Most of the remuneration was performance based and came through the long-term and short-term incentive plans, which topped up a €1.1m salary.
This was the first year senior management could avail of a new incentive scheme which meant they could achieve a higher multiple of salary if certain performance metrics were met.
By all of the standard criteria, Glanbia is doing very well. Its revenues are up. Its earnings are up. Its share price is up 20.6pc in the last 12 months and 12.9pc since January.
Like other companies, Glanbia has managed to navigate the higher-cost inflationary environment of 2022 by putting up its prices.
Higher costs provide great cover for price increases across a range of products, whether to consumers or industry.
The star performer in the group was Glanbia Performance Nutrition (GPN) which posted a 13.9pc increase in revenue and a 10.5pc increase in EBITDA.
However, on a like-for-like basis stripping out the impact of currency, volume sales in this division actually fell by 2.1pc.
This was more than made up for with a 16.7pc pricing increase.
At its ingredients division headline figures showed a 13pc increase in EBITDA. On a like-for-like basis volumes were down 3.5pc.
Price increases of 16.1pc more than made up for less product being sold.
The trick in running a competitive consumer foods business like Glanbia’s Optimum Nutrition is to ensure you have the right product, the right marketing and the right market position to be able to get price increases through.
After all, health supplements are a very tough business, especially in the US. Glanbia managed to grow its earnings margin in two of its three big divisions.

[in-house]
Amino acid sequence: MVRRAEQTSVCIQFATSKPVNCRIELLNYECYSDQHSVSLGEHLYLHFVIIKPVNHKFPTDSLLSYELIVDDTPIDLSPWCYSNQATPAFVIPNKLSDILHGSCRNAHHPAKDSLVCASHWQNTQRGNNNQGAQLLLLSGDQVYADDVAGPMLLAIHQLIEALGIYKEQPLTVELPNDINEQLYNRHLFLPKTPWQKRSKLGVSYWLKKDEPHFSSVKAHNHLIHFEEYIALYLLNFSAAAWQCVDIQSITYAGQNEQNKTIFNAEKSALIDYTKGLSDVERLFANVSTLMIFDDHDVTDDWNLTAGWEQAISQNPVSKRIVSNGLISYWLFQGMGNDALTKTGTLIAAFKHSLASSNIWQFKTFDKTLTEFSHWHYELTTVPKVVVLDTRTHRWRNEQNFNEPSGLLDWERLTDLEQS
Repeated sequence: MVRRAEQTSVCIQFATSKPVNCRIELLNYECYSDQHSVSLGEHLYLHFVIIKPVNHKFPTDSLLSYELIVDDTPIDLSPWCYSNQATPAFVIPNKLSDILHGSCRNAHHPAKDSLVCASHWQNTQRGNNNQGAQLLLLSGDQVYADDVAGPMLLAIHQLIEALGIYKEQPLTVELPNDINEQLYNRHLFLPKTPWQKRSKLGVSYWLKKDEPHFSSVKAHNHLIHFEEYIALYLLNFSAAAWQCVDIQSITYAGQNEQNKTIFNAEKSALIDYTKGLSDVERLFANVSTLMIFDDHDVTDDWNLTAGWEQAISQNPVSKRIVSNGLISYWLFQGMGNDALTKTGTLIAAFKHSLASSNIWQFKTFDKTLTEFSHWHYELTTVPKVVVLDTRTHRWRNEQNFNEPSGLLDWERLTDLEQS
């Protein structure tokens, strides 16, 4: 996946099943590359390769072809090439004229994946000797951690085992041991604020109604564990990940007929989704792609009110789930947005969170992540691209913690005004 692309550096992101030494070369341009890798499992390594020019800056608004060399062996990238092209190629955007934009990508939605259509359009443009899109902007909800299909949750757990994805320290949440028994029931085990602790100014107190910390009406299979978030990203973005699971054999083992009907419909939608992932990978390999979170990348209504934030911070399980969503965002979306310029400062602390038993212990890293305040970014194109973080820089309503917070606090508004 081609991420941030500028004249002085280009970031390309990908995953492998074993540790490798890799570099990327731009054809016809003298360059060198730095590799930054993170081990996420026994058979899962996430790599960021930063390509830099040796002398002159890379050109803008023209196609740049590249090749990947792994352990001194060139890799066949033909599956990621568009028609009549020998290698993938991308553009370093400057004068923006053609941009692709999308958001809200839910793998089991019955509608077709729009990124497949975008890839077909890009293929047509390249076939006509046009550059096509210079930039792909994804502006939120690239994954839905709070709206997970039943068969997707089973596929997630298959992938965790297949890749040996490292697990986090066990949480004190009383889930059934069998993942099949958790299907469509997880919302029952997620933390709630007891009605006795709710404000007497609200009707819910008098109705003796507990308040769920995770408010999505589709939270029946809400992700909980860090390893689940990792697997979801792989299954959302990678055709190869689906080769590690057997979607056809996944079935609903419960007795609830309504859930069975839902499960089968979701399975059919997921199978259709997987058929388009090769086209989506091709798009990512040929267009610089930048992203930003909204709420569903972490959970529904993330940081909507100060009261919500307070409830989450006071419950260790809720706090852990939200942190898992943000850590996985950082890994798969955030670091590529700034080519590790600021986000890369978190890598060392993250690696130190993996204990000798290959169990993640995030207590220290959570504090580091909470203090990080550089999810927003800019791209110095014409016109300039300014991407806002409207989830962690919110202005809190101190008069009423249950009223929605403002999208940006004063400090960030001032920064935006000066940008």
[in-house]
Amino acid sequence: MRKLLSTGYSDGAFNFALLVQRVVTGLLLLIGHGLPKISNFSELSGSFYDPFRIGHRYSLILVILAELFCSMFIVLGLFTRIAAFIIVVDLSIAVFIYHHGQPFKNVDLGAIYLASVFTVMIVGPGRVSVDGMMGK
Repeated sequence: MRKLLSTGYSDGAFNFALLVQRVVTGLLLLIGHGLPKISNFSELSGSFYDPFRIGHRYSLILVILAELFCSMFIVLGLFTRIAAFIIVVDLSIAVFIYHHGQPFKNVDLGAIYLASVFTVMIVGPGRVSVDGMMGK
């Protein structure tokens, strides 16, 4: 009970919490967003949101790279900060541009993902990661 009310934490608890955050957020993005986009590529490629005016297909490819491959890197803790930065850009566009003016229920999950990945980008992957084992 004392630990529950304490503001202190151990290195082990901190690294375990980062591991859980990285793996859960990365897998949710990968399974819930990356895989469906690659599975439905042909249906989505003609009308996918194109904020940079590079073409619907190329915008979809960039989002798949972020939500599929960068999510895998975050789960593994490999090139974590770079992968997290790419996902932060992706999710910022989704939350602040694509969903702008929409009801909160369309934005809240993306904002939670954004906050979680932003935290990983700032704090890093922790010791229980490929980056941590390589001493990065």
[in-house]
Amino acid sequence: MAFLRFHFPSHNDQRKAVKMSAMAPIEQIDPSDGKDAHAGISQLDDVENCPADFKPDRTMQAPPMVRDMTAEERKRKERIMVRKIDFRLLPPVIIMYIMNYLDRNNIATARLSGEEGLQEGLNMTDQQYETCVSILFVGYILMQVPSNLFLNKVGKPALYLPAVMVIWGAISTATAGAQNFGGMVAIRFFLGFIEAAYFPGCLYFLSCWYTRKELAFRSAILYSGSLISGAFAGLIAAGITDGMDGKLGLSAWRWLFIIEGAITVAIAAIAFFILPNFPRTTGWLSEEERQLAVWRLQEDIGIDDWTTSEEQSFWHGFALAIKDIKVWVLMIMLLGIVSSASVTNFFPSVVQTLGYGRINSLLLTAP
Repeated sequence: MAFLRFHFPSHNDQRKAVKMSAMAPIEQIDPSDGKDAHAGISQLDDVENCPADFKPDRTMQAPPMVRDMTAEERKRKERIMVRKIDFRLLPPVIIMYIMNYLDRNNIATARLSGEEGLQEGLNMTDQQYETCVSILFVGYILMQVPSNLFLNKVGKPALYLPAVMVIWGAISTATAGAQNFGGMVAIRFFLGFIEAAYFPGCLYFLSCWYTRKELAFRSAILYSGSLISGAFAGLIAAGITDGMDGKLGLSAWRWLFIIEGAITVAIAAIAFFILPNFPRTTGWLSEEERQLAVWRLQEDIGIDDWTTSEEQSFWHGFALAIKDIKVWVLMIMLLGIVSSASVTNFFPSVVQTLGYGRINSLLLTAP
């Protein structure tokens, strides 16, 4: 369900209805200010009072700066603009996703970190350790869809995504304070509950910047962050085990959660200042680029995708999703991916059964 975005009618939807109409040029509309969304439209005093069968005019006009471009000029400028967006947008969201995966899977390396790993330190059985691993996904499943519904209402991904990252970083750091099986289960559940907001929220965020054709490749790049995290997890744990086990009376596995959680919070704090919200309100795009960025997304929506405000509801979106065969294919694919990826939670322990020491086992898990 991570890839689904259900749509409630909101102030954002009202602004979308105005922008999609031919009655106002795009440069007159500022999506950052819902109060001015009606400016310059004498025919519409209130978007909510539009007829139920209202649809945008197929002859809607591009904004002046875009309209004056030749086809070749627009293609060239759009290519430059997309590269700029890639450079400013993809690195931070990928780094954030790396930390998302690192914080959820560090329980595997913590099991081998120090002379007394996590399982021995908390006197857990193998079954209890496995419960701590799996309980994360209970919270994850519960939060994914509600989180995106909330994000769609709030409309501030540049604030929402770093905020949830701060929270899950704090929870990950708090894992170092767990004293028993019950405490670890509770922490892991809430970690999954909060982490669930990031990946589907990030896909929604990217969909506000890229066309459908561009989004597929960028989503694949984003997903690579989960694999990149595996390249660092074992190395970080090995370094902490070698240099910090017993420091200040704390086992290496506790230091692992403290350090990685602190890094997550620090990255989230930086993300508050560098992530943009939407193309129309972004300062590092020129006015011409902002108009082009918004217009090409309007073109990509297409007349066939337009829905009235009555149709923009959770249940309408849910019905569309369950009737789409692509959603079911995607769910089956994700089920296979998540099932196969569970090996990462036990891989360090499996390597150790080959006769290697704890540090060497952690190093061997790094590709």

This could only be done by keeping a tight control on operating costs as well as hiking prices.
It is a tough balance that Talbot and the executives at Glanbia seem to have got right.
And they have been handsomely rewarded for it.
The downside of relying on price increases in an inflationary environment is that you can’t do it too often. This year won’t be easy.
The loss of Silicon Valley Bank (SVB) to the international tech financing world is pretty significant.
So many growing tech companies in the US and in Ireland have benefited from its presence and what some describe as its ‘helping-hand’ approach.
Perhaps that was part of the problem. Tech executives loved SVB, partially because they saw it as a bank that resembled their own businesses – entrepreneurial, high growth, a listening approach and highly innovative.
But are these the qualities a bank should aspire to? Most of its staff were still working from home when it collapsed.
As one former banker told the FT during the week, “some people worked from Miami, some moved to Las Vegas or a cabin in the woods and did the digital nomad thing.”
As one banker said: SVB wasn’t ‘cut throat like Goldman Sachs’. But Goldman is still in business
A bank that “understands” its customers in a way that it copies what these entrepreneurial businesses do, sounds a bit like Anglo Irish Bank back in the day.
Wasn’t Anglo high growth, entrepreneurial, innovative, flexible (which often means quick lending decisions) and in touch with its customer base? Well it imploded too.
SVB’s governance, strategy and culture are now being looked at closely especially by regulators. Bolting and stable doors come to mind, a bit like Anglo too.
As one banker said last week, SVB wasn’t “cut throat like Goldman Sachs”. But Goldman is still in business.